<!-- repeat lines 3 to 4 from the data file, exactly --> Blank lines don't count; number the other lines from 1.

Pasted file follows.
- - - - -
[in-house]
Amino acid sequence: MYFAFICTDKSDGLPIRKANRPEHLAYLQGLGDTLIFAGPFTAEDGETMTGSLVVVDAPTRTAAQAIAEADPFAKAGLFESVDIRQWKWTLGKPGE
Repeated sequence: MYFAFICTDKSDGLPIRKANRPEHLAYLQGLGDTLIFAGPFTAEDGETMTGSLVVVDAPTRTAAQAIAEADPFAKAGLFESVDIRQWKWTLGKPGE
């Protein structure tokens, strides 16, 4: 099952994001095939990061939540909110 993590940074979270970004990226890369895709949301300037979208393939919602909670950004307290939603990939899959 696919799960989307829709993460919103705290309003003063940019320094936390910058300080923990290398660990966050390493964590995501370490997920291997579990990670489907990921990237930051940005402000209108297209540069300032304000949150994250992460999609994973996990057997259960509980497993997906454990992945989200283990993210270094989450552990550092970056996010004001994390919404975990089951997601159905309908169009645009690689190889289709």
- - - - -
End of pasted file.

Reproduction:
Repeated sequence: MYFAFICTDKSDGLPIRKANRPEHLAYLQGLGDTLIFAGPFTAEDGETMTGSLVVVDAPTRTAAQAIAEADPFAKAGLFESVDIRQWKWTLGKPGE
């Protein structure tokens, strides 16, 4: 099952994001095939990061939540909110 993590940074979270970004990226890369895709949301300037979208393939919602909670950004307290939603990939899959 696919799960989307829709993460919103705290309003003063940019320094936390910058300080923990290398660990966050390493964590995501370490997920291997579990990670489907990921990237930051940005402000209108297209540069300032304000949150994250992460999609994973996990057997259960509980497993997906454990992945989200283990993210270094989450552990550092970056996010004001994390919404975990089951997601159905309908169009645009690689190889289709």